Undergraduate research

Who can do research with you?

We especially encourage younger students to apply. We are also committed to gender and racial diversity in the group and specifically encourage applications from underrepresented minorities. We encourage students from both Harvard and other U.S. institutions to apply. We also host international students who secure their own funding.

Can I still work with you with no research experience?

Absolutely! Most of the undergrads who start doing research in the group have no previous research experience. Almost none have experience in atmospheric science. We are a computational group, so interest in developing your programming skills is essential. You will learn programming and other skills on the job. Learning is the main point of undergraduate research!

Whom do I contact about research opportunities?

You should email Daniel Jacob or Loretta Mickley. In your email, please express your interest in specific research projects, give your plans for obtaining funding (see below), and attach your CV. We recommend that you look through the group’s research page on this website for standing projects, or reach out to a graduate student or postdoc involved in a project you find interesting on the group research page.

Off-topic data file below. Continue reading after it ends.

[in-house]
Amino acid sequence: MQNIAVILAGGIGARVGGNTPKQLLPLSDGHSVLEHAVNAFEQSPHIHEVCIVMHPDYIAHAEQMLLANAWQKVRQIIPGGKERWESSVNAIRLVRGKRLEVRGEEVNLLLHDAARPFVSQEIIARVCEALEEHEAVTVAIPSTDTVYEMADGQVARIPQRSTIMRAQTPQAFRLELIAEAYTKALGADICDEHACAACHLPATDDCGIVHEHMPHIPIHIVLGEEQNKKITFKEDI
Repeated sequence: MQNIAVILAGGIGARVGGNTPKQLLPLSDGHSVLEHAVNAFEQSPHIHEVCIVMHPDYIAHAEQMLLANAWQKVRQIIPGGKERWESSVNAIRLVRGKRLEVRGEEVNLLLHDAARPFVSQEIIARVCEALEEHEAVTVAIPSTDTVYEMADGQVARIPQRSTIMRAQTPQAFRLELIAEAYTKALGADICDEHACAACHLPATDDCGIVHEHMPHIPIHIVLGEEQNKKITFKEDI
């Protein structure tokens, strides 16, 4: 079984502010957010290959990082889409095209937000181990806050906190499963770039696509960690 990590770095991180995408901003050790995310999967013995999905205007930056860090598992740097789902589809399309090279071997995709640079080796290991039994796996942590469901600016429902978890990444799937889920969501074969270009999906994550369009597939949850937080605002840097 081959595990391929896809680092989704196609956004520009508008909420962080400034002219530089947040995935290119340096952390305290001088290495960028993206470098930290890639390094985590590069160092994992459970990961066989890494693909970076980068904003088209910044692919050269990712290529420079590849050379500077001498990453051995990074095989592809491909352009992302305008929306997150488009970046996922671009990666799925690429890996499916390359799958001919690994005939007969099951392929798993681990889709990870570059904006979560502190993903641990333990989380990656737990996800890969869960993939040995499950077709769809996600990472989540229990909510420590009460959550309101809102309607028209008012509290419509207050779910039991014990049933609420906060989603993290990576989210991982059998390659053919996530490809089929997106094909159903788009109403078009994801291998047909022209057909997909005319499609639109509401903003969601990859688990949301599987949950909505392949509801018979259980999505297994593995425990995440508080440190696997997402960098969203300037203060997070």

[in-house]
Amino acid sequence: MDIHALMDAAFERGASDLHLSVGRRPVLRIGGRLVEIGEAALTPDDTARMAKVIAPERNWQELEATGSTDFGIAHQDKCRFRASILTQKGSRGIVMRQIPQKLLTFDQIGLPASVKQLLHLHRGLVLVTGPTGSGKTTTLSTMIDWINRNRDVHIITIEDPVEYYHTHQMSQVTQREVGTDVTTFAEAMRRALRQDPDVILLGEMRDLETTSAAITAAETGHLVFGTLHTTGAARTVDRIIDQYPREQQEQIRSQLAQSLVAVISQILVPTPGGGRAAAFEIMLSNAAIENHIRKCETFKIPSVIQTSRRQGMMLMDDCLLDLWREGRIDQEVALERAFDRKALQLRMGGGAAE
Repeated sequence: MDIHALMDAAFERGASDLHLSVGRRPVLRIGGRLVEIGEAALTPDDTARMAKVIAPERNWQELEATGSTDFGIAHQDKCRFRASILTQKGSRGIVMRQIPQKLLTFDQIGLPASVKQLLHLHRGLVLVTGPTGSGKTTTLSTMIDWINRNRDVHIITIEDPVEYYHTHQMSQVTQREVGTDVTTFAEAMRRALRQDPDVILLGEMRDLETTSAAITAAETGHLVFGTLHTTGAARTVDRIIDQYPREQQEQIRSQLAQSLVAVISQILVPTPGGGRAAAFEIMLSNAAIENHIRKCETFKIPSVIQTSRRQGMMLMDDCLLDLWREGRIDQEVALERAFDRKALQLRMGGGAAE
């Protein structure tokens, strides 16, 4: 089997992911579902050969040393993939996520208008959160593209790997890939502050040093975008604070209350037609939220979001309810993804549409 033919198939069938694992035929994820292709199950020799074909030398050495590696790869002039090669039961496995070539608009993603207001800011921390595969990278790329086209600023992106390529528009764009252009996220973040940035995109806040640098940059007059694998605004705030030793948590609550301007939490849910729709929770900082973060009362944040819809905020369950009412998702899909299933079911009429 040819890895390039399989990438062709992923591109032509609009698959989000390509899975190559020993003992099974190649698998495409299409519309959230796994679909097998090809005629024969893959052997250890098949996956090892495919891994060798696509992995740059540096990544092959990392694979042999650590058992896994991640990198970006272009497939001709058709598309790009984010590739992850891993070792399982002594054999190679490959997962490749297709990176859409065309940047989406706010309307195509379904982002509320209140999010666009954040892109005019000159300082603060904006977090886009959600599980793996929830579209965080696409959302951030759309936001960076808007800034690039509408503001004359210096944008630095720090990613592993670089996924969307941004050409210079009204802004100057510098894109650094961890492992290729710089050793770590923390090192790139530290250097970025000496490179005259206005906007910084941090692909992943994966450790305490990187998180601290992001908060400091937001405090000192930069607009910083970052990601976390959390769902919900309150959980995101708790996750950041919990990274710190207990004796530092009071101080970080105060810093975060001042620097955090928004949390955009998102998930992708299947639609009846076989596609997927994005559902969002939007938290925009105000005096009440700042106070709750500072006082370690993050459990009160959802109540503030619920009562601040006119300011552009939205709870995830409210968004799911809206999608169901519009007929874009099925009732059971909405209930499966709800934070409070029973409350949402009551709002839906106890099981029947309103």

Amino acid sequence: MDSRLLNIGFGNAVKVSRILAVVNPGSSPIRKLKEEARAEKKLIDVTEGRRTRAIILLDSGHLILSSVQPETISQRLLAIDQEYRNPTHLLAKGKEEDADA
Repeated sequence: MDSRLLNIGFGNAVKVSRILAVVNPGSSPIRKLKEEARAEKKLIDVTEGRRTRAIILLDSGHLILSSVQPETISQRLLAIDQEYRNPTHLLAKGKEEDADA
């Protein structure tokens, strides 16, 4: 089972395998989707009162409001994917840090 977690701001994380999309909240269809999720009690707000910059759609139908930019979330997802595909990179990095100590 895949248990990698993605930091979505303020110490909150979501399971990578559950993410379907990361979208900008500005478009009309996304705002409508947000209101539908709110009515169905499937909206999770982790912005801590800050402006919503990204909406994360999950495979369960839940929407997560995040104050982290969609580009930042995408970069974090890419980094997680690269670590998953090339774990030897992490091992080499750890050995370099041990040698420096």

What kind of project would I work on?

Our group’s research page lists the projects graduate students and postdocs are currently working on. You can also visit personal websites of individual group members to learn more about their research areas. See the “symposium projects” or “alumni” section of this webpage for examples of previous projects.

What funding sources are available for Harvard students?

For research during the semester, Harvard students primarily secure funding through the Harvard College Research Program (HCRP, up to $1000 for term-time research). Most students who apply for HCRP get funded. However, students need to apply for HCRP in the first two weeks of the semester, so they should reach out early or over break to express interest and begin working on the application.